While Rick Owens was working on his new collection, he was compulsively listening to Marlene Dietrich’s version of “Baubles, Bangles and Beads,” a show tune that has been nailed by everyone from Frank Sinatra to Eydie Gorme. The innate effervescence of that song versus Dietrich’s somewhat less spry delivery made for the contrast that defined Owens’ latest designs. The Ballets Russes, the early 20th century’s most spectacular rejection of the cultural status quo, was his starting point. Owens gave his own spin to a dancer’s tulle. The brutalist tutu? Get used to it.
Wondering what would happen if one of his own personal heroes, the Bauhaus concretist Marcel Breuer, created clothes out of tulle, Owens made a collection that paradoxically married lightness to architectural weight. The resulting silhouette was something new for him: a strict smock shape that allowed for flares of tulle on either side, like a suppressed tutu. Owens thought of them as frills, and if frilliness was a new notion for him, so too were the textures of the smocks, crimped and honeycombed. Eventually they exploded into floating parachute wings in the back. Pale gold and khaki, baby blue and pink: The color palette was new as well. Hell, even the very idea of a color palette for a Rick Owens collection was radical. And there was overt decoration, in the form of serpentine embroideries, and a finale of looks adorned with sculptural funnels of fabric.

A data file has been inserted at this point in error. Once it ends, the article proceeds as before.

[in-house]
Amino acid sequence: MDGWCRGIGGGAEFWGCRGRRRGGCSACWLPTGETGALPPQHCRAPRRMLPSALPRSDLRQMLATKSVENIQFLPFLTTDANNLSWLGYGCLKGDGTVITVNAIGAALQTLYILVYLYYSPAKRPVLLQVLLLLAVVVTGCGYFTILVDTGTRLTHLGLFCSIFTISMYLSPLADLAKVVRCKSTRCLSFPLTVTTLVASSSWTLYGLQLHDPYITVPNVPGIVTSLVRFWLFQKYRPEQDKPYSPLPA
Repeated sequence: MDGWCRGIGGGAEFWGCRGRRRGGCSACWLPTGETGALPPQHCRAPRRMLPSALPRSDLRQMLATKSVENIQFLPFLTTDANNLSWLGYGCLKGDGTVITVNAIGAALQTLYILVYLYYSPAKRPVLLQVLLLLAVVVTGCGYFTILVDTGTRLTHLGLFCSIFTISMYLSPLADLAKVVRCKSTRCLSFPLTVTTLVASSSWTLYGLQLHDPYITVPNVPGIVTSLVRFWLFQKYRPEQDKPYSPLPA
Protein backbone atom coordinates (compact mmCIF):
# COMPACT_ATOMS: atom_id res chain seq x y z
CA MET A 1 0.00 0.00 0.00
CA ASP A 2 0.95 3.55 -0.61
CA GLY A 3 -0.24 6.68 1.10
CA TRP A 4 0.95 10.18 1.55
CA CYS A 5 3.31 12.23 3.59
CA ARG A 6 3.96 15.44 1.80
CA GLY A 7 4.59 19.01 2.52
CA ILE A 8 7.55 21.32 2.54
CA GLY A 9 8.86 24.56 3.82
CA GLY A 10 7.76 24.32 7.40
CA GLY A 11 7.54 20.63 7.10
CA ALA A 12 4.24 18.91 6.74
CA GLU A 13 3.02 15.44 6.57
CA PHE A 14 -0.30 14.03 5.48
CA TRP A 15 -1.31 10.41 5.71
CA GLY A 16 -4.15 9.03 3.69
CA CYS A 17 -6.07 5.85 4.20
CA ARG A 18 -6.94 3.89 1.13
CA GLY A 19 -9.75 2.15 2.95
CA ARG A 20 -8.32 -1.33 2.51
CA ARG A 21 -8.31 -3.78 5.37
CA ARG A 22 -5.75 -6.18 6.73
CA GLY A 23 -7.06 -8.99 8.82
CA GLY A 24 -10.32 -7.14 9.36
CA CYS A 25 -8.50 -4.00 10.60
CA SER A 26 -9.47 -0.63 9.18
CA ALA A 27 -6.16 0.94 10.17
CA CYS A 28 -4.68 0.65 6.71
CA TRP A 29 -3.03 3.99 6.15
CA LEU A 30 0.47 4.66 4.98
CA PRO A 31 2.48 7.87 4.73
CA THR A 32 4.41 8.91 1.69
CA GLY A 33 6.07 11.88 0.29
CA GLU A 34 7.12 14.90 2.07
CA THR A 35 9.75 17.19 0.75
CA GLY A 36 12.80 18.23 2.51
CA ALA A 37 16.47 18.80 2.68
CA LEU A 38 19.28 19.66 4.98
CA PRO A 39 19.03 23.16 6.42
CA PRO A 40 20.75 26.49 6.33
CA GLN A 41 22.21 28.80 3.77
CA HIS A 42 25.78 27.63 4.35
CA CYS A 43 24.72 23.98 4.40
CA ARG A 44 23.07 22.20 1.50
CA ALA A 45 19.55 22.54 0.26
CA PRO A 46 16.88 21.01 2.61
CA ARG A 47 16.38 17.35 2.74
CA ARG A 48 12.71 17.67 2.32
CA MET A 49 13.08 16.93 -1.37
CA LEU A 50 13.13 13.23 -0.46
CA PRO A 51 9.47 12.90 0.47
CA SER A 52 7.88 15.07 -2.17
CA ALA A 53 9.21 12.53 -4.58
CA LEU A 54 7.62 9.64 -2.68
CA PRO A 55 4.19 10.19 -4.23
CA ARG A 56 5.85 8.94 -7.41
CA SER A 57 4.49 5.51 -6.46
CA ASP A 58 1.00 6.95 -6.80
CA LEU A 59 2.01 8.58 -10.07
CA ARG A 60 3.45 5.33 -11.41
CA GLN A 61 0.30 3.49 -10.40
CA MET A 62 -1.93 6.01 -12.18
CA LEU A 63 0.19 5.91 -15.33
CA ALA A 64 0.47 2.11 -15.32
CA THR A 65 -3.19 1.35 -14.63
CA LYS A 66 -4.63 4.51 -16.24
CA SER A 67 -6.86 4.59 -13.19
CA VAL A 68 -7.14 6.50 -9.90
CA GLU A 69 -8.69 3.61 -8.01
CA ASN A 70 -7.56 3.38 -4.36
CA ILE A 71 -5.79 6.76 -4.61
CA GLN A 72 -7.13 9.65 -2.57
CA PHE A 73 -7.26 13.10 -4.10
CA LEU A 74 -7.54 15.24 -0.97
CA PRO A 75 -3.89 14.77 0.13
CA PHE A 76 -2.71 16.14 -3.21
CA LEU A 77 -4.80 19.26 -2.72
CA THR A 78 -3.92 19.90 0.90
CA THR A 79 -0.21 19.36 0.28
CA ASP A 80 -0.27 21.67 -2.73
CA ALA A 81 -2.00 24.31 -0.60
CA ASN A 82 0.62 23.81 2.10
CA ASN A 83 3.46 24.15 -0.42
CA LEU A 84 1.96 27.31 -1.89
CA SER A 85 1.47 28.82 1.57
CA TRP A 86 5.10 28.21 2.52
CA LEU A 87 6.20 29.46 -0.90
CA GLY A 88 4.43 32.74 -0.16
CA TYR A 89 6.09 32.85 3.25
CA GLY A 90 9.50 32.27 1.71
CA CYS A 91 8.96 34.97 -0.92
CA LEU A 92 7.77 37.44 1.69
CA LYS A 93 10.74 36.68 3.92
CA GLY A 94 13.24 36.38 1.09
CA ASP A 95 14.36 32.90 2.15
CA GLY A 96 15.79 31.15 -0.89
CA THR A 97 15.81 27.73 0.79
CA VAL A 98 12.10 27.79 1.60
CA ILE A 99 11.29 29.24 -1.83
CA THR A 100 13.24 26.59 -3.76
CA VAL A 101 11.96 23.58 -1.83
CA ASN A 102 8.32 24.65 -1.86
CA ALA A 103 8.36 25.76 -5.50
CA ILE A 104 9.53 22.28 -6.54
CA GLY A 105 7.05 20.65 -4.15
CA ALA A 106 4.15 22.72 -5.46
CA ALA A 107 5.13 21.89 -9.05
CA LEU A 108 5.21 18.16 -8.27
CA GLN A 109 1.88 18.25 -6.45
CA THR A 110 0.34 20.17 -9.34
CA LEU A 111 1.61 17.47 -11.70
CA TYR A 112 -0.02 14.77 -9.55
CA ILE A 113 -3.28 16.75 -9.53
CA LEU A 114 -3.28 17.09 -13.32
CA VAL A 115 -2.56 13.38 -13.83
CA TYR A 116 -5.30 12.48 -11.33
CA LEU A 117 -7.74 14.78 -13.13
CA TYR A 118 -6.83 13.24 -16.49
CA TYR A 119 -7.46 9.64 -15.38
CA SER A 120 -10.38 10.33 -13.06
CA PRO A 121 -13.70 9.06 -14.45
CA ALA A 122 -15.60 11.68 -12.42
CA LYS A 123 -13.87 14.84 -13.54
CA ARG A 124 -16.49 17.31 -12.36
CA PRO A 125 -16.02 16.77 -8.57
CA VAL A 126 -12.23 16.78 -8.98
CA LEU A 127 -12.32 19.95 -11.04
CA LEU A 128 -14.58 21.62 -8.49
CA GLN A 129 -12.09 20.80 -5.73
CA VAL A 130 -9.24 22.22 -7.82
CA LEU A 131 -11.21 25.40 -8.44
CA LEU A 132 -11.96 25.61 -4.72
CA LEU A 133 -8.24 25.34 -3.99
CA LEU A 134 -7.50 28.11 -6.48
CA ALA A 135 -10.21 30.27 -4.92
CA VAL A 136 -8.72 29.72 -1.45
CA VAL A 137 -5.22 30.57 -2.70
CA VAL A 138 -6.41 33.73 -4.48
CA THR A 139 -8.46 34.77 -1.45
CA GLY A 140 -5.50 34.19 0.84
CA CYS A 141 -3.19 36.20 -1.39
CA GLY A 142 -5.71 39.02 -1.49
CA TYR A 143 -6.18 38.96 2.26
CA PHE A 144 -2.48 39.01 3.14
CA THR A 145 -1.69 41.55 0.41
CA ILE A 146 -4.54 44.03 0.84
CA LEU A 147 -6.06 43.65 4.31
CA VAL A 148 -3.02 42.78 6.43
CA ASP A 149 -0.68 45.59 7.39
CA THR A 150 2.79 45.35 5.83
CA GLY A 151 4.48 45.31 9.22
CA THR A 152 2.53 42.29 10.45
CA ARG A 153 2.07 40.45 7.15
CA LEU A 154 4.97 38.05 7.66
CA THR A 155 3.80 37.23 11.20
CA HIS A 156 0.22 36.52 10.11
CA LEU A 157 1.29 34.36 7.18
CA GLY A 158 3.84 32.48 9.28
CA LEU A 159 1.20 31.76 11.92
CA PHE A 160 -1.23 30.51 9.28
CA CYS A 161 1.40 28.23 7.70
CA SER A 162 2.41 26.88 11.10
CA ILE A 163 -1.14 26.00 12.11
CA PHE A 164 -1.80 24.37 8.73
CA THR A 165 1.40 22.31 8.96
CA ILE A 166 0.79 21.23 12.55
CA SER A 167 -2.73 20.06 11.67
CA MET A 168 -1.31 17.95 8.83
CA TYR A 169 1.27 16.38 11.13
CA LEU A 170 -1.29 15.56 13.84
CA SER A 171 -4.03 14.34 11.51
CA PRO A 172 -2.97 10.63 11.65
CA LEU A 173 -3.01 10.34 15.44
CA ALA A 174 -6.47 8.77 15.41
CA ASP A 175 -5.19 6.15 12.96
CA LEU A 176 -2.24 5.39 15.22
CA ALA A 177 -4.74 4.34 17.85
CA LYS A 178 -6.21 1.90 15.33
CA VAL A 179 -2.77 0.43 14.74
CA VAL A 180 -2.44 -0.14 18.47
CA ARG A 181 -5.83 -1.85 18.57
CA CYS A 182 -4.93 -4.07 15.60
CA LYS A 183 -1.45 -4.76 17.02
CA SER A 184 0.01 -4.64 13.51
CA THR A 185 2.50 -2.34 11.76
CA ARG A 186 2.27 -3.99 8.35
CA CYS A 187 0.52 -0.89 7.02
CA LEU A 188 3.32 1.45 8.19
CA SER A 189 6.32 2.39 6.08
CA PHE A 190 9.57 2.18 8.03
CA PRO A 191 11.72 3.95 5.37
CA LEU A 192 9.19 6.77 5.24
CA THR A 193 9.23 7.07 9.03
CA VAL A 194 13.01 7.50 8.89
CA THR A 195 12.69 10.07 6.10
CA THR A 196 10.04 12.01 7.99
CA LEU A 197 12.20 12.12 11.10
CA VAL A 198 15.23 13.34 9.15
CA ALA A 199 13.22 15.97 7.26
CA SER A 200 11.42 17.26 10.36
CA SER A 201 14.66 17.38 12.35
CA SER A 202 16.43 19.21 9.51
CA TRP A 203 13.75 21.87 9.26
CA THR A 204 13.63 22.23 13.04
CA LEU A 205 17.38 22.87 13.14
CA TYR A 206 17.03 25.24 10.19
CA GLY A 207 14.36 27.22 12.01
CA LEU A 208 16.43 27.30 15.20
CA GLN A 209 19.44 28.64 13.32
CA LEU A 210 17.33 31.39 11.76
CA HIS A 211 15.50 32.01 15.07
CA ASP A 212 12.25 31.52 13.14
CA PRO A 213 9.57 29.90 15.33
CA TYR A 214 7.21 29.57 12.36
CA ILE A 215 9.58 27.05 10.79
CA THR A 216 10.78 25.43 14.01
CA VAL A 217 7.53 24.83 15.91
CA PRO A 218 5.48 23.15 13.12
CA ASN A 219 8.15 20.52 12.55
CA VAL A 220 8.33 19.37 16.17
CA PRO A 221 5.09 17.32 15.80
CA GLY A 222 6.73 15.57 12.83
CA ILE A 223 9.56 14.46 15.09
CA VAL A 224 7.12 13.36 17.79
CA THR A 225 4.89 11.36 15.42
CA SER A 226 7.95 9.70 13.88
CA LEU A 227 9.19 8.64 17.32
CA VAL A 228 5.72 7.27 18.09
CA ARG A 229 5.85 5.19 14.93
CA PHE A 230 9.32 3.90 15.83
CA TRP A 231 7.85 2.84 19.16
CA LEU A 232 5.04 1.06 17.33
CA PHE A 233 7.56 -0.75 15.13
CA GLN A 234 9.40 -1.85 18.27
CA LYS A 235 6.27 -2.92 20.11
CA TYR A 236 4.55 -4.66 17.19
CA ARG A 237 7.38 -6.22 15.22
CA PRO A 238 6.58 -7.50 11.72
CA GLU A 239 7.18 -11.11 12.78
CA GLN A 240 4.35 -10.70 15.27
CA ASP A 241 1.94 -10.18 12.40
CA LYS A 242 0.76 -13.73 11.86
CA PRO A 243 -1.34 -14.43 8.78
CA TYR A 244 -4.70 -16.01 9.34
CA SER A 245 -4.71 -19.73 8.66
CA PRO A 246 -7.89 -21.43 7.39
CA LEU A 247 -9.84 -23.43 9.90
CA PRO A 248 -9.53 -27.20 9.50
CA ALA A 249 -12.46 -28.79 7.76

It all added up to a new mood of lyricism, a feeling compounded by the soundtrack of classical music: Mid-century Polish composer Wojciech Kilar was a distinct departure from Owens’ usual visceral electronic noise. Still, he anchored his models to earth with clogs that clacked noisily around the catwalk. That single discordant note was a salutary reminder that Rick Owens will never go gently into that good night.